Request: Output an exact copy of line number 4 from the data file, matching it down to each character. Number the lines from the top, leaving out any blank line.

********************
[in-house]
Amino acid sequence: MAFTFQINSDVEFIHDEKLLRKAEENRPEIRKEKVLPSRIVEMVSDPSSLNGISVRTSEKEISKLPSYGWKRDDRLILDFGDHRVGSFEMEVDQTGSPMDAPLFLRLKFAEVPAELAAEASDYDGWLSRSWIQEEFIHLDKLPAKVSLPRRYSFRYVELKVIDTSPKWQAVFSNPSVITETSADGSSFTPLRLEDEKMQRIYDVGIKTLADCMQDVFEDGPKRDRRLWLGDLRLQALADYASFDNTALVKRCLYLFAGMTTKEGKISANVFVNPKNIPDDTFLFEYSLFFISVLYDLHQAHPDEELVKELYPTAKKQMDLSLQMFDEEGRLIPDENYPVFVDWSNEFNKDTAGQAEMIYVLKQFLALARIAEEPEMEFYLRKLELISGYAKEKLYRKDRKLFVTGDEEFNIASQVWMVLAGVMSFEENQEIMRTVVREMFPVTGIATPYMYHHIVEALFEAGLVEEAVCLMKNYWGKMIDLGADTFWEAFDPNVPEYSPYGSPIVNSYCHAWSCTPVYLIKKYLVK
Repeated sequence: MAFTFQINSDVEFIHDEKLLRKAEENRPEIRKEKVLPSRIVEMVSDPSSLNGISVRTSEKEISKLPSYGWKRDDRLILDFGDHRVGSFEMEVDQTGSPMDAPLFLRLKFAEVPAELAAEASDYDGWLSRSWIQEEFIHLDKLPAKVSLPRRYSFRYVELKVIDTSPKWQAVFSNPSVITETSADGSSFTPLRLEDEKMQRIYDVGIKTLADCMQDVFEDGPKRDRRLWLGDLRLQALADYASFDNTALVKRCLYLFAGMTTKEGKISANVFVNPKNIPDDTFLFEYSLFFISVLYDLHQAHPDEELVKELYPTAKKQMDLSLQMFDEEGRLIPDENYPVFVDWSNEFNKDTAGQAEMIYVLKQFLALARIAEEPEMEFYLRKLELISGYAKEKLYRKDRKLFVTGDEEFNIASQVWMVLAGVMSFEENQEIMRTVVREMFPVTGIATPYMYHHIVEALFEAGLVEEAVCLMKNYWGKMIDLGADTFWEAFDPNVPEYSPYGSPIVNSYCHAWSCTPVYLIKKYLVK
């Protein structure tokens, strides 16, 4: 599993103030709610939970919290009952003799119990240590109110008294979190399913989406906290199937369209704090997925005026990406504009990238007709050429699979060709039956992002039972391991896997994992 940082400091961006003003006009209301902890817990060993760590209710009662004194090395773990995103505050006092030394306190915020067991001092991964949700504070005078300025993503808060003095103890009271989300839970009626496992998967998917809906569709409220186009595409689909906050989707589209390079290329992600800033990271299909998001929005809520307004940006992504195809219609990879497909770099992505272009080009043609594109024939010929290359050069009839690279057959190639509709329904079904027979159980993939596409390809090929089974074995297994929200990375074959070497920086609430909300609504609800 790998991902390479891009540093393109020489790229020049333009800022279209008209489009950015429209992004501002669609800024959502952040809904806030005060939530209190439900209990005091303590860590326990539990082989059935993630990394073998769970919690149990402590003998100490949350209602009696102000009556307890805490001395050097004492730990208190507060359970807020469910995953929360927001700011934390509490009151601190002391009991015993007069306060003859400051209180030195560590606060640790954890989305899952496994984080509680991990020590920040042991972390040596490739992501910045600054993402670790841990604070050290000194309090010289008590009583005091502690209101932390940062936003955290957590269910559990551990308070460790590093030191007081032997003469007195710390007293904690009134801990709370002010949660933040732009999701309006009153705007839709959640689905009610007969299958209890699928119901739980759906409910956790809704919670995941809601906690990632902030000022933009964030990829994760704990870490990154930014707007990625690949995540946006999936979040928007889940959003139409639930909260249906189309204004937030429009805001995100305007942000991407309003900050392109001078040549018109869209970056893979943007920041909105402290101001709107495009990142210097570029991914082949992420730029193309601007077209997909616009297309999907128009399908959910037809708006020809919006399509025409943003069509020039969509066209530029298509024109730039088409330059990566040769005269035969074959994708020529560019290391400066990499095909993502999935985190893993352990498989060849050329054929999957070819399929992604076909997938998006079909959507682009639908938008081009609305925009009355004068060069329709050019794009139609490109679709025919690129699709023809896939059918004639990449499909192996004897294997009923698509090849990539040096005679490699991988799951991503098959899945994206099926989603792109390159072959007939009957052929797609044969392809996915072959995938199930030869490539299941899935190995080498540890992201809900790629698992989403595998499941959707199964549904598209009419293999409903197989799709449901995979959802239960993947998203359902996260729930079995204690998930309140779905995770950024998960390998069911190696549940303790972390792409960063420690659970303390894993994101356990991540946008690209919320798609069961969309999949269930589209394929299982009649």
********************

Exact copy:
């Protein structure tokens, strides 16, 4: 599993103030709610939970919290009952003799119990240590109110008294979190399913989406906290199937369209704090997925005026990406504009990238007709050429699979060709039956992002039972391991896997994992 940082400091961006003003006009209301902890817990060993760590209710009662004194090395773990995103505050006092030394306190915020067991001092991964949700504070005078300025993503808060003095103890009271989300839970009626496992998967998917809906569709409220186009595409689909906050989707589209390079290329992600800033990271299909998001929005809520307004940006992504195809219609990879497909770099992505272009080009043609594109024939010929290359050069009839690279057959190639509709329904079904027979159980993939596409390809090929089974074995297994929200990375074959070497920086609430909300609504609800 790998991902390479891009540093393109020489790229020049333009800022279209008209489009950015429209992004501002669609800024959502952040809904806030005060939530209190439900209990005091303590860590326990539990082989059935993630990394073998769970919690149990402590003998100490949350209602009696102000009556307890805490001395050097004492730990208190507060359970807020469910995953929360927001700011934390509490009151601190002391009991015993007069306060003859400051209180030195560590606060640790954890989305899952496994984080509680991990020590920040042991972390040596490739992501910045600054993402670790841990604070050290000194309090010289008590009583005091502690209101932390940062936003955290957590269910559990551990308070460790590093030191007081032997003469007195710390007293904690009134801990709370002010949660933040732009999701309006009153705007839709959640689905009610007969299958209890699928119901739980759906409910956790809704919670995941809601906690990632902030000022933009964030990829994760704990870490990154930014707007990625690949995540946006999936979040928007889940959003139409639930909260249906189309204004937030429009805001995100305007942000991407309003900050392109001078040549018109869209970056893979943007920041909105402290101001709107495009990142210097570029991914082949992420730029193309601007077209997909616009297309999907128009399908959910037809708006020809919006399509025409943003069509020039969509066209530029298509024109730039088409330059990566040769005269035969074959994708020529560019290391400066990499095909993502999935985190893993352990498989060849050329054929999957070819399929992604076909997938998006079909959507682009639908938008081009609305925009009355004068060069329709050019794009139609490109679709025919690129699709023809896939059918004639990449499909192996004897294997009923698509090849990539040096005679490699991988799951991503098959899945994206099926989603792109390159072959007939009957052929797609044969392809996915072959995938199930030869490539299941899935190995080498540890992201809900790629698992989403595998499941959707199964549904598209009419293999409903197989799709449901995979959802239960993947998203359902996260729930079995204690998930309140779905995770950024998960390998069911190696549940303790972390792409960063420690659970303390894993994101356990991540946008690209919320798609069961969309999949269930589209394929299982009649």